When Is HPV a Problem?

By | April 30, 2019

I’m 25. I (and almost all of my friends) got the Gardasil shots. What’s the deal with the other strains of HPV? I’ve heard basically everyone around our age carries some strains and that most strains are not a big deal.

— Anna, New York

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There are more than 200 types of human papillomavirus, or HPV, about 40 of which can be spread sexually. The Gardasil vaccine, which is given to both men and women, protects a person from seven of the most high-risk (cancer-causing) types of HPV, as well as the two types that cause most genital warts. Most people who contract HPV will get rid of the virus on their own, but those who don’t are at risk for cancer and genital warts. This vaccine is vital in the war against HPV.

Genital HPV is a ubiquitous infection — more than 80 percent of people who have ever been sexually active have acquired at least one type by the age of 45. There are about 40 types that can be spread via sexual contact (genital or oral). Some HPV types are of greater concern medically speaking as they can cause precancer and cancer of the genital tract (cervix, vagina, vulva, penis or anus) and of the oropharynx (mouth and throat). We call these potentially cancer-causing HPV types high-risk HPV. The low-risk types cause genital warts.

In most cases, HPV goes away on its own, but it is never possible to predict who will continue to live with it over the long term. When a high-risk HPV type persists — meaning it is not cleared by the immune system — there is a risk of developing precancer or cancer. The longer the virus persists, the greater the risk.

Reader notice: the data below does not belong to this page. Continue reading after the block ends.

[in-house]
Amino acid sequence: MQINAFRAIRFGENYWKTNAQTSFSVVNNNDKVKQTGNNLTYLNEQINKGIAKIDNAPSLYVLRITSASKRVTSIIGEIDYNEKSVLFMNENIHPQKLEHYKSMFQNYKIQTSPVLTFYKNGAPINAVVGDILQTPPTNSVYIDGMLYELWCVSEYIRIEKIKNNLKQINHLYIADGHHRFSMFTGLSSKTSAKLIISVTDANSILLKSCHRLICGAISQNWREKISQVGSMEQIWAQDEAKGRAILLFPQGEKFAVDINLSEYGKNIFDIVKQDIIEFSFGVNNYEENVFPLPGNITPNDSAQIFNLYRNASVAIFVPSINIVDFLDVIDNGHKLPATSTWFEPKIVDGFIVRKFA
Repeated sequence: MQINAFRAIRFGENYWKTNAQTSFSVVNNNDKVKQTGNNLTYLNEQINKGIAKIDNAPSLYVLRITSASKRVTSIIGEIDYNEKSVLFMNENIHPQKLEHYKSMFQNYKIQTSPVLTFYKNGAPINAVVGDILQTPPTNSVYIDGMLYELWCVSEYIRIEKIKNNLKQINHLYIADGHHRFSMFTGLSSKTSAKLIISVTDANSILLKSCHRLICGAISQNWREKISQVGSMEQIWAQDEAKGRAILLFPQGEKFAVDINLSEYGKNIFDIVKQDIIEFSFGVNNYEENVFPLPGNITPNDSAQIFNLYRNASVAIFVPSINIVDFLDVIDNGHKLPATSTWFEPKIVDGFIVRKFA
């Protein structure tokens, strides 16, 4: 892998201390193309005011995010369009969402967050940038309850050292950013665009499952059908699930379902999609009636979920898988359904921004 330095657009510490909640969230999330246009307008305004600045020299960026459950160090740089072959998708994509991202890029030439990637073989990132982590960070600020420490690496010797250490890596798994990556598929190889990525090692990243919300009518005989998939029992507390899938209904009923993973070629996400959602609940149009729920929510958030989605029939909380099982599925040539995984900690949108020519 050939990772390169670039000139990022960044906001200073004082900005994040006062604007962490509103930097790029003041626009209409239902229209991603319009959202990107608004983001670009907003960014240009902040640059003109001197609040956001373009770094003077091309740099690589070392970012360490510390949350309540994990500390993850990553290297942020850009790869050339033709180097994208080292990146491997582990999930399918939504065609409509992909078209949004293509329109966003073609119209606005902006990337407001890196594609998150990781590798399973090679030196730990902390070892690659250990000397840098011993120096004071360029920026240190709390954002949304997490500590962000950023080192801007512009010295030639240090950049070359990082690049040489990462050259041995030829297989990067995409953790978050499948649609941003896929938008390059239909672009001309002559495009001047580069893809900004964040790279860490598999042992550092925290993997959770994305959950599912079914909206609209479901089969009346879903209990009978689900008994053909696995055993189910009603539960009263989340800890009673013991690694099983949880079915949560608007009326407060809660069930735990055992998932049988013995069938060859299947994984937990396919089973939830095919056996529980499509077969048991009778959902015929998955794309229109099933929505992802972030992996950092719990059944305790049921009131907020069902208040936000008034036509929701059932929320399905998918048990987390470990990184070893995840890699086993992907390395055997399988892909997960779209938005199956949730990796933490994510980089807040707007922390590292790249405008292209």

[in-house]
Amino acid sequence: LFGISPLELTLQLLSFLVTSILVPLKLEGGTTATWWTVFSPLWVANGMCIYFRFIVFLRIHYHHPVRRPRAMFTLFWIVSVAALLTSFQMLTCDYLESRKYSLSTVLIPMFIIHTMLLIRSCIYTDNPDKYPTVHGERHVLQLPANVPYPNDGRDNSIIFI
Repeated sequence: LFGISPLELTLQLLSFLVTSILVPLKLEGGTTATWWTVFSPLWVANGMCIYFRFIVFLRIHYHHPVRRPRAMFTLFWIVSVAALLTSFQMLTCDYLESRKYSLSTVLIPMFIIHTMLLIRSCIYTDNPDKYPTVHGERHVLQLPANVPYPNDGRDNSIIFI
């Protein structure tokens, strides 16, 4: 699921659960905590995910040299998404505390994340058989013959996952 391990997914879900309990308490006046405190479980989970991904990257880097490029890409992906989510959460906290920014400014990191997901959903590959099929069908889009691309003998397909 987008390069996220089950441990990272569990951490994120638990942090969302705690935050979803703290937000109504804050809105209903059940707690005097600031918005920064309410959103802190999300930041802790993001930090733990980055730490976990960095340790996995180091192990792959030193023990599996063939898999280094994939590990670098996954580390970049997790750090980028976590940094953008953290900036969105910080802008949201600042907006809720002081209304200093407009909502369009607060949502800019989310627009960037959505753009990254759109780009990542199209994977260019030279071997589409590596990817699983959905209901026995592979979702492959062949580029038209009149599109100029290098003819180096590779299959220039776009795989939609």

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Current studies tell us that 15 types of HPV are responsible for most of the HPV-related cancers and precancers, and that two of them — types 16 and 18 — cause 70 percent of cervical cancers. Even when HPV is cleared by the body without consequence, it can be painful, stressful and expensive to have repeat Pap smears and the tests to ensure the virus is not causing precancer or cancer. It can also be emotionally draining to be in medical limbo with a high-risk HPV type waiting to see if it goes away.

Most genital warts are caused by HPV types 6 and 11. While genital warts are benign — meaning they can’t become cancerous — they can itch and be uncomfortable, and most people don’t like having them on their skin. Getting rid of genital warts permanently can be hard. Having treated many people with genital warts over my career, I find many consider them a big deal, especially if they struggle with recurrent warts.

The Gardasil vaccine protects a person from seven of the most high-risk types of HPV (including 16 and 18) as well as the two types that cause most genital warts. The vaccine is highly effective, and it is recommended for everyone between the ages of 9 and 45. Countries with good rates of vaccine use have seen significant drops in cervical precancer and cancer as well as genital warts. Most experts predict we will also see reductions in other HPV-related precancers and cancers over time.

It is awesome that you and your friends have been vaccinated against HPV. Keep talking about the benefits of HPV vaccination and maybe you can convince all of your peers, male and female, to join you in the fight against HPV-related cancer! If they haven’t had the vaccine yet, it’s not too late — it was approved last year for people up to age 45.

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Dr. Jen Gunter, Twitter’s resident gynecologist, is teaming up with our editors to answer your questions about all things women’s health. From what’s normal for your anatomy to healthy sex and clearing up the truth behind strange wellness claims, Dr. Gunter, who also writes a column called The Cycle, promises to handle your questions with respect, forthrightness and honesty.